Round Face - Your face is as wide as it is long. This may vary a little but generally the measurement is close.
The widest point of this face is at the cheeks and ears, the hairline and jawline being very round in shape.  Girls with a round face will benefit from slightly longer styles which can elongate the face slightly.  Wearing the parting off centre and adding height at the crown will also suit.  The hair can be swept back off the face or forward onto it.  Layering on the top to give fullness and shaped close to the face beneath will also help make the face appear longer.  Avoid centre partings and hairstyles that mimic the shape of the face.

Oblong - Longer than it is wide.
An oblong or rectangular face tends to have a high forehead and be the same width at the temples as below the cheek bones.  This face shape suits short and medium length hair with wisps and fullness at the temples and cheeks to add width. Fringes can be worn as they will soften the length of the face.  Avoid high hairstyles and very long hairstyles as these will simply make your face look even longer. 

Heart - Narrow at jaw line, wide at cheekbones/and or forehead.
A heart shaped face is wide at the temples and narrows considerably towards the chin.  The lucky girl who has a heart shaped face looks stunning with a bobbed or chin length style.  She can wear her hair longer too but if she goes too short she needs to create fullness at the back to balance the narrowness of her chin.  Avoid short full styles or the slicked back looks.  Too much height on top will make you look top heavy.

Square - your face is about as wide as it is long.
A square face is recognisable by the strong square shape to forehead and chin.  These girls need softness and rounded styles to round out those square edges.  Wispy fringes and fullness on top are most becoming to this shaped face.  Short and medium length haircuts are best.  Long straight styles are to be avoided as they accentuate the angular chin and length of the face. 

Diamond - Widest at cheekbones, narrow forehead and jaw line of approximately equal widths.
 A diamond shaped face is very dramatic indeed and the lucky girl who has this shaped face can pretty much please herself what style or length of hair she chooses.  Beware though of accentuating the narrowness of your chin by styles that are cut too short.  Do not hide this wonderful shape by putting too much hair onto the face. 

Effective Hairdressing – Never pile your hair high on the head unless it be of faulty shape and needing such elaboration.  A girl with a head of beautiful contour should always so dress her hair as to reveal its lovely lines and shape, for nothing sets off a pretty face so well as a suitably dressed head.  Artistic and suitable hair-dressing should be carefully studied by every girl who wishes to make the best of, and improve, her appearance. Home Chat, December 1895.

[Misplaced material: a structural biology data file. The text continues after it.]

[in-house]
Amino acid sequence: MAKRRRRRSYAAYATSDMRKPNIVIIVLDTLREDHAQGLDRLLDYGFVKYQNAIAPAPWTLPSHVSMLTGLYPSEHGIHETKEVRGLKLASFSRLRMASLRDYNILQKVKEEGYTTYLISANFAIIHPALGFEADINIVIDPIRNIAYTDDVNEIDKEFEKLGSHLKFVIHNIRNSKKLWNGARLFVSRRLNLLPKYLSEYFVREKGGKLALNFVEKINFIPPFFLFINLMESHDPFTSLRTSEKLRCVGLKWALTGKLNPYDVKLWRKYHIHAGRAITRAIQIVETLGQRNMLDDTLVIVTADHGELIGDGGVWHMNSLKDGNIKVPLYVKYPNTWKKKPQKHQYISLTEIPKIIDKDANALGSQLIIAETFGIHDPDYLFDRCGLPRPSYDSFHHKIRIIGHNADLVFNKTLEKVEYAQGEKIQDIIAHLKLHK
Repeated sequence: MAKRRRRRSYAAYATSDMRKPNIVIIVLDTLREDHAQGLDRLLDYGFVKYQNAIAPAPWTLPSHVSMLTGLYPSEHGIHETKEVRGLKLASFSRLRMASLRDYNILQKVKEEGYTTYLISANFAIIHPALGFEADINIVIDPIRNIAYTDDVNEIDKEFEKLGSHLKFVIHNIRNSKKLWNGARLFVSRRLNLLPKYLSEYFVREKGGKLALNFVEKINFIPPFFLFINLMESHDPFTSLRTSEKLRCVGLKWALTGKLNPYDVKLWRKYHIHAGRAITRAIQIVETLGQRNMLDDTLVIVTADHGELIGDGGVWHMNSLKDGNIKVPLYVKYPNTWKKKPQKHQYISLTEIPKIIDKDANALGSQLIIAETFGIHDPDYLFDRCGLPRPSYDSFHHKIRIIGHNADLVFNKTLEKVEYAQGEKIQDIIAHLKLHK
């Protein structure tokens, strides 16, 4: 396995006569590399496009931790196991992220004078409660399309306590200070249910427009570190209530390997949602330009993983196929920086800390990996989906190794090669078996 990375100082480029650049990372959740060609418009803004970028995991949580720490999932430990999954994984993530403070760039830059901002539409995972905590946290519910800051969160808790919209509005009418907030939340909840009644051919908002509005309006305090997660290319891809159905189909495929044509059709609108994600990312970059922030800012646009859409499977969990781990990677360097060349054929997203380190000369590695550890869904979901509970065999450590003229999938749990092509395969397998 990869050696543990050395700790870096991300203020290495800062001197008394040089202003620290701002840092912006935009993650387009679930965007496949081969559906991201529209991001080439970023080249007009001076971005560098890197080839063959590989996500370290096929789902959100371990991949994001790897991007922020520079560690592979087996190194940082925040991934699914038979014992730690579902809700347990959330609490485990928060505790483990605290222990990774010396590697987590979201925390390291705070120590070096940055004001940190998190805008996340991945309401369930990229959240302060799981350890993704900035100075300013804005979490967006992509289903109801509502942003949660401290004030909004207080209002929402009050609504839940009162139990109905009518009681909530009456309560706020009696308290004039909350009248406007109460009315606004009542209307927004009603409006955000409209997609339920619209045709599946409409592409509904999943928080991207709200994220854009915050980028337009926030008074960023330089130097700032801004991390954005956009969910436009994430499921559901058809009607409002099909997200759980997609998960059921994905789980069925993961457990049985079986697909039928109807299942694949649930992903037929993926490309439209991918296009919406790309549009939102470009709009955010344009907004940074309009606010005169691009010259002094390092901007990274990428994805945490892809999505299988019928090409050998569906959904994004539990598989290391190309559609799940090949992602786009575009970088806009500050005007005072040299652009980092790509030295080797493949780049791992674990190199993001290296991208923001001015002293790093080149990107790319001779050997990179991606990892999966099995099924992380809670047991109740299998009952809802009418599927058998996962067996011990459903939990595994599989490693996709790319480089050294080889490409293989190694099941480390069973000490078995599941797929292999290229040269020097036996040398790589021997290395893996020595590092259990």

Choosing a hairstylist
This is not as easy as it sounds.  There are literally thousands of hairstylists to choose from and although most of them are well qualified and will proudly display their diplomas on the wall of the salon this is no guarantee of getting a good haircut. 

A Girl’s experiences with a French Hairdresser

She was returning late one night from a house in Mayfair, when a man rushed from behind her and seized her black bag.  He made off with it, and I think the disappointment must have been keen when he found only some hair-brushes and a wig which required re-curling.  The Young Woman November 1900.

Ask your friends to tell you who cuts their hair, ask strangers, especially if you see someone with a fabulous hairstyle, they will be flattered that you noticed.  Once you think you have found your hairstylist book a consultation, not an appointment.  A consultation is usually free, during this visit you can discuss your hairstyle options with the stylist and talk about any concerns you have. 

A Lady Artist in Hair

A young girl in New York created quite a sensation some time ago by the artistic manner in which she dressed her mistress’s tresses.  She is now earning a considerable sum by attendance on ladies, her sole duty being the arrangement of locks and the artistic building of fashionable coiffures.  She has a happy knack of blending the hair to suit the style of face and the curves of neck and head, the coiffure being treated differently with each change of dress.  Home Chat, 1895.

It is important that you feel comfortable with the stylist and that you feel that he or she understands what you want, but also look for a stylist who is confident enough to tell you when you are being unreasonable.  Remember very few women can have EVERY style.  Look at the stylists own hair… is it well cared for?  Is it over coloured, dry and lifeless?   Take a look at the salon itself.  Is it clean and neat and tidy?  Are the magazines out of date?  Are the hairstylists stuck in a rut or are they keeping up to date with all the modern cutting edge techniques?  If they are young have they enough experience to temper their enthusiasm?